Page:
d) Scatter plot and Bubble chart
A scatter plot shows the values of two variables along two axes. The pattern between the points visualises the correlation between them. One of the advantages of a scatter plot is that it can contain way more elements than the chart types mentioned above.
A scatter plot is excellent for emphasising correlations between dimensions. Conclusions are thus highly drawn from the grouping (or the lack of groupings) of the points rather than from the individual points.
For scatter plots it is, however, important to remember that it takes a certain amount of points to make sense. This also goes the other way around – the more points included, the longer it takes to check the visualisation before it can be interpreted. Therefore, if the goal is to achieve a quick insight, the scatter plot may not be the right choice.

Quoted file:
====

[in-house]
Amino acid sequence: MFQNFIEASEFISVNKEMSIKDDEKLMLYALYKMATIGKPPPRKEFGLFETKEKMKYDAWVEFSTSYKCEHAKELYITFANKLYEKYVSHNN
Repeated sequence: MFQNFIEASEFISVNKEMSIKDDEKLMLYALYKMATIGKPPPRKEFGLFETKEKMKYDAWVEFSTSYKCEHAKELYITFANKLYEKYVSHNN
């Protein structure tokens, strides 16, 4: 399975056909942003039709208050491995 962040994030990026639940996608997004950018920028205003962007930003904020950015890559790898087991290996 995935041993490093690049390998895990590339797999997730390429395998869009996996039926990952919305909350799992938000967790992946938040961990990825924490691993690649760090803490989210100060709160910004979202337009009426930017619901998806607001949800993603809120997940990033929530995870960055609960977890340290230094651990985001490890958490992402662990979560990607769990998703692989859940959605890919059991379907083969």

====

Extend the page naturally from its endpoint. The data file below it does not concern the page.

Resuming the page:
The bubble chart is very similar to a scatter plot, but it is characterised in that it allows showing the variation between three data items. The size of the individual bubbles represents the third variable. The chart is quite complex and may not decode fast, but it opens up to other analytic possibilities.